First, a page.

1. 🙂 Yeah, Terry Tao totally doesn’t count: I look at some people who are really good at math, and feel a bit jealous that I’m not as good as them, but Terry Tao is one of those people where it’s so ridiculous that all I can do is laugh.

          John Cowan, that post was awesome, and quite honestly, there’s a non-negligible probability that “hypertwistoploppic pseudotheomorphisms” exists as a sub-sub-subfield or some other subfield that I’ve also never heard of.

  6. My favorite bit:
    Physicist: Sure, but the numbers work out more cleanly if we don’t pay tax and tip. It’s a pretty small error term. Let’s not complicate things unnecessarily.

  7. very funny; but… all the physicist said for half the thing was “small error term”. repeated jokes in the same 500 odd words becomes a little dull.

  8. Hahaha…I’m actually neither of the above, but as an anthropologist it is the comment section the source of my absolute delight.

  9. Typically enough, the economist (steeped by training in micro theory) ignored macro effects. If government expenditures are not paid for through the tax system, the government will have to borrow to make up the difference. While the resulting fiscal deficit may be stimulative in context of the liquidity trap in which we now find ourselves (in which traditional central bank actions prove ineffective), note that the economist does not account for what happens as the economy nears full employment again.

    1. Valid concerns. Also worth noting that most restaurant taxes go to local/state governments. Of course, local government spending should have the same stimulative effect as federal spending under the Keynesian view, but the specter of municipal bankruptcies ought to give the economist pause.

  10. Also, in the spirit of “yeah, us, too”: An experimental psychologist, noticing variability among the subjects, constructs a hierarchical regression model followed by discriminant analysis. The results show that 100% of the variance can be accounted for by discipline. She publishes the work in Psychological Review and obtains a large federal grant to continue investigating these marked individual differences.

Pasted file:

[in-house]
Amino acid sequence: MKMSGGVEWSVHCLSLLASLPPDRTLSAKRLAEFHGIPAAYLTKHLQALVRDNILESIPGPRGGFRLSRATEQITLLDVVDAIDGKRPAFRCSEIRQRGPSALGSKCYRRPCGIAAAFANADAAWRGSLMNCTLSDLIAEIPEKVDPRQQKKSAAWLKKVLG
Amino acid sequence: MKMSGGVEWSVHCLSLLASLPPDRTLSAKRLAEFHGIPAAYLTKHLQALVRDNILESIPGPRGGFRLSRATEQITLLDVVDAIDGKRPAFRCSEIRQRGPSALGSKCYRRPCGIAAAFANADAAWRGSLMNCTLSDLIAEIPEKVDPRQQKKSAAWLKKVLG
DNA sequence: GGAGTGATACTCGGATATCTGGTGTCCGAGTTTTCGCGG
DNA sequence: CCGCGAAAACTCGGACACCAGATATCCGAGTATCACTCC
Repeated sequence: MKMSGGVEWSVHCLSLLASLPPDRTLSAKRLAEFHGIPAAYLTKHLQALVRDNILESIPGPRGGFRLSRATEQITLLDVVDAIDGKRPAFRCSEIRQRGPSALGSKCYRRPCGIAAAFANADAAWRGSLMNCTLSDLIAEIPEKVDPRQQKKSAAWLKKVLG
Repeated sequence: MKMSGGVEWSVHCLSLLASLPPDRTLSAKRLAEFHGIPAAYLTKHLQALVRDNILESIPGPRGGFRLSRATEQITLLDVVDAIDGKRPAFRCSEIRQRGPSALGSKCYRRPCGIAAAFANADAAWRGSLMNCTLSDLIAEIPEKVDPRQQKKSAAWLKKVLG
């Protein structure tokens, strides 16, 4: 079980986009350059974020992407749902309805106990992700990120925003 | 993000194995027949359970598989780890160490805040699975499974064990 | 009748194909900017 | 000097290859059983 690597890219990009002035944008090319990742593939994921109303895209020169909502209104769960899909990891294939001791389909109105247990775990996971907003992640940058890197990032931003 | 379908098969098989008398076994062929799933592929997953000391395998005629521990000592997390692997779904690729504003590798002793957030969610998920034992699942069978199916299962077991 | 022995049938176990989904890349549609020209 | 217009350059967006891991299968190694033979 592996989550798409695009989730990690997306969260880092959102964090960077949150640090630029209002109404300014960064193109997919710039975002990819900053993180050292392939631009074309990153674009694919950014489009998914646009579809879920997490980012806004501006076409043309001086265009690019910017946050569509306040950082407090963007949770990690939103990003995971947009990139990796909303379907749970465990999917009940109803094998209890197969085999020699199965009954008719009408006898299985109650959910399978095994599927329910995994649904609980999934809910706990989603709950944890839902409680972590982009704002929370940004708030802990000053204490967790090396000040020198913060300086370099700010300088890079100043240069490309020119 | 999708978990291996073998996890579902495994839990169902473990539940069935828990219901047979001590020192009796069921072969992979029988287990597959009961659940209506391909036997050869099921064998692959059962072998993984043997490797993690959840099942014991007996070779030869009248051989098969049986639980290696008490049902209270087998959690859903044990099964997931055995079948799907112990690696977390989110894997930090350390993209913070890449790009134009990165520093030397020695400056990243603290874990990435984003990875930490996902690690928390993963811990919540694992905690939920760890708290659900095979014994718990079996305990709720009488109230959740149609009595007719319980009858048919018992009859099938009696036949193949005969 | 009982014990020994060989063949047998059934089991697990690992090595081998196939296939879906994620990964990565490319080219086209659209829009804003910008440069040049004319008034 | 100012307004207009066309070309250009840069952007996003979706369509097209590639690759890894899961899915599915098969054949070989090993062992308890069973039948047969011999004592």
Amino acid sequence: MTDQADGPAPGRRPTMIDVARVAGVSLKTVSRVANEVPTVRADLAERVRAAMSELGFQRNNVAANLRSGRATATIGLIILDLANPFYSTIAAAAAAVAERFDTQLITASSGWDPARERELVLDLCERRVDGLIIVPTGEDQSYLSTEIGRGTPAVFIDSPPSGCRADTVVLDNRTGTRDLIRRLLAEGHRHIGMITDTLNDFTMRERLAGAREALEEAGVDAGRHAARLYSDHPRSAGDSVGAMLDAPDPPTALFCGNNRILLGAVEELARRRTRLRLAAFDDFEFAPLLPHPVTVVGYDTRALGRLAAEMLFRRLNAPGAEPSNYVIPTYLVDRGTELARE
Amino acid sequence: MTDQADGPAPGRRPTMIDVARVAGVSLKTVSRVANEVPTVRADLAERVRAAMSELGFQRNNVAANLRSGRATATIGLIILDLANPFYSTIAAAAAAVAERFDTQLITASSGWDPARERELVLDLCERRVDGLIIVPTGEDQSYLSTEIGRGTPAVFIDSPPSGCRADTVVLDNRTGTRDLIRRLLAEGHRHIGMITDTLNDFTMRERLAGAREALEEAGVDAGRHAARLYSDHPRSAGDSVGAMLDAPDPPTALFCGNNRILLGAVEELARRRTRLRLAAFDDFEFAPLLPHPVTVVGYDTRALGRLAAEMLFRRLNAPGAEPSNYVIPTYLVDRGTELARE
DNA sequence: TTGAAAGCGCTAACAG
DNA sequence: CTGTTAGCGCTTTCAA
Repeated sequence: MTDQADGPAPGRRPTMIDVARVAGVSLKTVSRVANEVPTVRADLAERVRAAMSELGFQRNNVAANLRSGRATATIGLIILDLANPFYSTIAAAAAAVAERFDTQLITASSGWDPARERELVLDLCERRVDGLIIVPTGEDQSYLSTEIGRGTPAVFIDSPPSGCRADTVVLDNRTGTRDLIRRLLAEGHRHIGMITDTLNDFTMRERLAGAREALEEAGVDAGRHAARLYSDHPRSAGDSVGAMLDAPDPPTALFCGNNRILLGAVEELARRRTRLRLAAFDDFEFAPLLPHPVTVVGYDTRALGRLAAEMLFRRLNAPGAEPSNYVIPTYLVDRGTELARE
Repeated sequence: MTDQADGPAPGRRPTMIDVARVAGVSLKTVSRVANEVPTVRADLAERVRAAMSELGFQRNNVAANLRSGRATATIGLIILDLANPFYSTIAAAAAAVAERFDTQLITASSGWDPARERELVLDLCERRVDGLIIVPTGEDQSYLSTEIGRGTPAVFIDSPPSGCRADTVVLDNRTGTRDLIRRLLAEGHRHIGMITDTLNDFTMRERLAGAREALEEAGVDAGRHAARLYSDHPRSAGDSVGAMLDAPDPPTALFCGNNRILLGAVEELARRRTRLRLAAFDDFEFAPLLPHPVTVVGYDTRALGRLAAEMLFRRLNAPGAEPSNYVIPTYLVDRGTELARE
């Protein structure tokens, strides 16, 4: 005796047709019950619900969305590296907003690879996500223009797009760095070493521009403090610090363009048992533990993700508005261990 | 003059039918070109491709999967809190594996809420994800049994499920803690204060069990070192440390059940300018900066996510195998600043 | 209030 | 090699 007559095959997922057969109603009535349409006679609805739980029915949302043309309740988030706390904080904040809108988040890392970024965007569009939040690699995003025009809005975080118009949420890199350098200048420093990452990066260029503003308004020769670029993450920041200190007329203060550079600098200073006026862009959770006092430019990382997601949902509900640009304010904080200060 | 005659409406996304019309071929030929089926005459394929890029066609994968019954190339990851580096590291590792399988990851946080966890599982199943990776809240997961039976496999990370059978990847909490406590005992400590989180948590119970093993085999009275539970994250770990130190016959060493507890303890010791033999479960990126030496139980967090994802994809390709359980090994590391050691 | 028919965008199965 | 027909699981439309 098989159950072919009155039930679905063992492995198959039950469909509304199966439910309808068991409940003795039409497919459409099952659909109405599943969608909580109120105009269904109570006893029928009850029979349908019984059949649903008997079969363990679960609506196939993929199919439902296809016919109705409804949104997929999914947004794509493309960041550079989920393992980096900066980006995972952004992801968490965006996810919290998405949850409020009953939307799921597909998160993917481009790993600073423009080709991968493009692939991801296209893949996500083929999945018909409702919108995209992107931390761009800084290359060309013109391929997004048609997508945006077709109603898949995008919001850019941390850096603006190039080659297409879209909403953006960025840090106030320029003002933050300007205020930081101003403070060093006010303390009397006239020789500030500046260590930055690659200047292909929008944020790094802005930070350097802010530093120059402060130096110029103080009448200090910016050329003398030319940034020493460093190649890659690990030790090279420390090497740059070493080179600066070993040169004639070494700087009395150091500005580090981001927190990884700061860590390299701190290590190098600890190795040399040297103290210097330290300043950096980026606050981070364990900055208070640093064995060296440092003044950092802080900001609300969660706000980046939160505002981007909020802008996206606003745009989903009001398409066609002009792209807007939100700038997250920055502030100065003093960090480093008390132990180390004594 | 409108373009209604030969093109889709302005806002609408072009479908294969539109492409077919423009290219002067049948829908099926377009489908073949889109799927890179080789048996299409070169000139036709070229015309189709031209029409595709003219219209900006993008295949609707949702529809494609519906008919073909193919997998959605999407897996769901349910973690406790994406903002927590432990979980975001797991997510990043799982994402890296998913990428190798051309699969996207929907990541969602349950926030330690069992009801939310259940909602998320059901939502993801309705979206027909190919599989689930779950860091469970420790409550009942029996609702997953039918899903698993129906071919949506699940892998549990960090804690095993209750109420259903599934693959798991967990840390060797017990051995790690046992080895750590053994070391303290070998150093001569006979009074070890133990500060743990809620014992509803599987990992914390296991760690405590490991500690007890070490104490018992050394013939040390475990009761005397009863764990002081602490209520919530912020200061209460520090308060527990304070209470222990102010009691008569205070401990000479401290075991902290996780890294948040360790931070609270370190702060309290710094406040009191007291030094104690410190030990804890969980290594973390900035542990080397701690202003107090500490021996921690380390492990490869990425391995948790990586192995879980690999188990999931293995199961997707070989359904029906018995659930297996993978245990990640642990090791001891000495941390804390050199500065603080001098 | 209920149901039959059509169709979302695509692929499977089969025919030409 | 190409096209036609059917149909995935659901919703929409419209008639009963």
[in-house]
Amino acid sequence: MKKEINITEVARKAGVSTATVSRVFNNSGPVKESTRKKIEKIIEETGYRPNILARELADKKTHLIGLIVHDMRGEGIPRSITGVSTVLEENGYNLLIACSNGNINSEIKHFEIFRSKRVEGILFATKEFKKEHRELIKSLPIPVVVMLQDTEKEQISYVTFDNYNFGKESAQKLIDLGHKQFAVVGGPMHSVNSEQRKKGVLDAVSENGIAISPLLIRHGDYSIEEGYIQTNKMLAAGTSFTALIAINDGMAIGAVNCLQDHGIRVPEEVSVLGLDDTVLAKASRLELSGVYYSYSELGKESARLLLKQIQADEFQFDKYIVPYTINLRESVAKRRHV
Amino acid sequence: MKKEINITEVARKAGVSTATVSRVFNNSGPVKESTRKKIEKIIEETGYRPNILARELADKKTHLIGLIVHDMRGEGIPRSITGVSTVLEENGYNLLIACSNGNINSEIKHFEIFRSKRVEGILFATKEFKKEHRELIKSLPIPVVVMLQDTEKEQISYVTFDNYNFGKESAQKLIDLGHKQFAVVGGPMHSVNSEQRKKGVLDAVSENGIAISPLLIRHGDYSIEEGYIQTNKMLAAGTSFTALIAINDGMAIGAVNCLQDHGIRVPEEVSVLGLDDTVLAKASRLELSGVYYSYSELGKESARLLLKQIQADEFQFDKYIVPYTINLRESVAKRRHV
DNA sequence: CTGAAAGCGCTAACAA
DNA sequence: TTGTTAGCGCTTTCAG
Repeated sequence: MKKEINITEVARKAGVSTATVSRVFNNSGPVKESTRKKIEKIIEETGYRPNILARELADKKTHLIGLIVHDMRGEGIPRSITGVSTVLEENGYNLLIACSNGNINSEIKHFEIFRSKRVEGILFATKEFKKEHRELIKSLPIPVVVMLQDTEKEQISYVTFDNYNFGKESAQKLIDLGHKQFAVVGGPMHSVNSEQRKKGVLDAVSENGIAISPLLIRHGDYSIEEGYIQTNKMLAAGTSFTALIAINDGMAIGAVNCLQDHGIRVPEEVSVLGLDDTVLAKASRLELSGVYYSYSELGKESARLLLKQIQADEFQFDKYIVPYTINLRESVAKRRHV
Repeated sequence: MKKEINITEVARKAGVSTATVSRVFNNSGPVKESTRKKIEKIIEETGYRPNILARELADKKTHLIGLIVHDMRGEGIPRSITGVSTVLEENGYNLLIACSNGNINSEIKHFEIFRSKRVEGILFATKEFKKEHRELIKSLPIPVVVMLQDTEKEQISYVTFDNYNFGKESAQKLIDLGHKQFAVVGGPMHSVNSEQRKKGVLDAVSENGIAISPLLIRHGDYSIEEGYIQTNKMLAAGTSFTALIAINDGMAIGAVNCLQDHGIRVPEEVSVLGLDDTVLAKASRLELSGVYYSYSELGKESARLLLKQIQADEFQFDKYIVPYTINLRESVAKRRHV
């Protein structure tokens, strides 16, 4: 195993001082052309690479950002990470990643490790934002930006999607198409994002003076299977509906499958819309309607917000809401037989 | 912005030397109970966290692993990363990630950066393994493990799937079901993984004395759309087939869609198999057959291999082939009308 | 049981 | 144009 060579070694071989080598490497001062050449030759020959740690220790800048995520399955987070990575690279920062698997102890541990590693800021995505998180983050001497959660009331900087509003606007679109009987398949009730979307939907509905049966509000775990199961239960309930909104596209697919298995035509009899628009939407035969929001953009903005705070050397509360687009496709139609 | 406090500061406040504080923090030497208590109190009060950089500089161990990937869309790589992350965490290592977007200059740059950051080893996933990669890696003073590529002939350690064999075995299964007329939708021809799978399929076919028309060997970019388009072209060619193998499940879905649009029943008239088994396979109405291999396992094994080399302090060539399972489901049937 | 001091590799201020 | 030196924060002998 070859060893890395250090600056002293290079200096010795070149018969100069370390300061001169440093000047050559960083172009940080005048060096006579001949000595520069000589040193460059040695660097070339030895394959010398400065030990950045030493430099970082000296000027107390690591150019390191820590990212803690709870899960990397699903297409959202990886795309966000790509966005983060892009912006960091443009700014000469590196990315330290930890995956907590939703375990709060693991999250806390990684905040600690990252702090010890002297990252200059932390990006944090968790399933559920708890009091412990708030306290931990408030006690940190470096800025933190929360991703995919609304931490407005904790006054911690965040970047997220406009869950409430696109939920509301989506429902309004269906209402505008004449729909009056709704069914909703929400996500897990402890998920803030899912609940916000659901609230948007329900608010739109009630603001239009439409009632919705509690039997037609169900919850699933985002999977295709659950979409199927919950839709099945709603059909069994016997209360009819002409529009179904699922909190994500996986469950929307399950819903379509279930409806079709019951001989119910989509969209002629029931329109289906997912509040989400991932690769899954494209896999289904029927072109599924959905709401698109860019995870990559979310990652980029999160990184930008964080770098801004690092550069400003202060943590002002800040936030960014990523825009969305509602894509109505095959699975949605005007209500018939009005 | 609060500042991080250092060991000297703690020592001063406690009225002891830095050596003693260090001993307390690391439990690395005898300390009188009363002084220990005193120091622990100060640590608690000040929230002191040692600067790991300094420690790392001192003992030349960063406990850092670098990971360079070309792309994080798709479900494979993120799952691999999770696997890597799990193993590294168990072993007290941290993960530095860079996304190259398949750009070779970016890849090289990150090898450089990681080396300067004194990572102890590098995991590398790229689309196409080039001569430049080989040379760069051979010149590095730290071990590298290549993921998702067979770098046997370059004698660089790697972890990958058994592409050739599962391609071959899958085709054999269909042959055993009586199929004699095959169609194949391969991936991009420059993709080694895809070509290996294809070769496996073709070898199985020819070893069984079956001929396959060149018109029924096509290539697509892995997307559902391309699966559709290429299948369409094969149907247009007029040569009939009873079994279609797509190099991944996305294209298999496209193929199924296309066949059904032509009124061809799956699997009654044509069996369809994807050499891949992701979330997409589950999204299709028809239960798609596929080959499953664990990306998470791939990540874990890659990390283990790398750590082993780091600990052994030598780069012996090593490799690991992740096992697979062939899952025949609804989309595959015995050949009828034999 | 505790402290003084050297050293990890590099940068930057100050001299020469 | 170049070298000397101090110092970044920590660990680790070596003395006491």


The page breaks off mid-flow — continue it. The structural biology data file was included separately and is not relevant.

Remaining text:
1. Ah, psychology. 😉

      I was a psych/math double major. People would ask me, “Isn’t psych just common sense clothed in jargon?”

      I didn’t have much of an answer for that, other than to point out that lots of economics is the opposite of common sense, still clothed in jargon.

    2. Oh, so that’s how the bill finally gets paid! From the federal grant for the study. That makes sense.

  11. Lol I never tip. Why? Because our wages compensate for it. I mean if it was really good, then tip a bit, but most times there’s no need. I was so confused in the USA with tipping and things that excluded tax. Why not just include tax?

    1. Shame on you! Don’t you realize that wait staff are paid significantly less than minimum wage because it is assumed they will earn tips? When you don’t tip, you cheat them of a living wage. The only reason to do that is REALLY bad service. You should apologize to every single waiter or waitress that you stiffed. And if you can’t afford to tip, then cook and serve your own meals for yourself at home, and stay out of restaurants.

      1. Sounds like Jason lives in a different country, right?

        Not tipping is pretty lousy behavior in the US, to be sure. If a server’s wage comes out below the legal minimum, I think restaurants are obligated to make up the difference. But even then, minimum wage ain’t exactly living wage in the states.

      2. That’s true under the federal Fair Labor Standards Act and, presumably, under the laws of many states. But in California, tipped employees still must be paid the California minimum wage (which is higher than the federal minimum wage) for all hours worked, with no reduction for tips received. Further, they cannot required to tip out to (or to tip pool with) owners or managerial employees. Still, minimum wage isn’t much. I always tip on the full amount of the bill (including tax).

      3. >> When you don’t tip, you cheat them of a living wage.

        No, they already cheated themselves out of a living wage when they accepted the job. Thats the free market economy in action right there.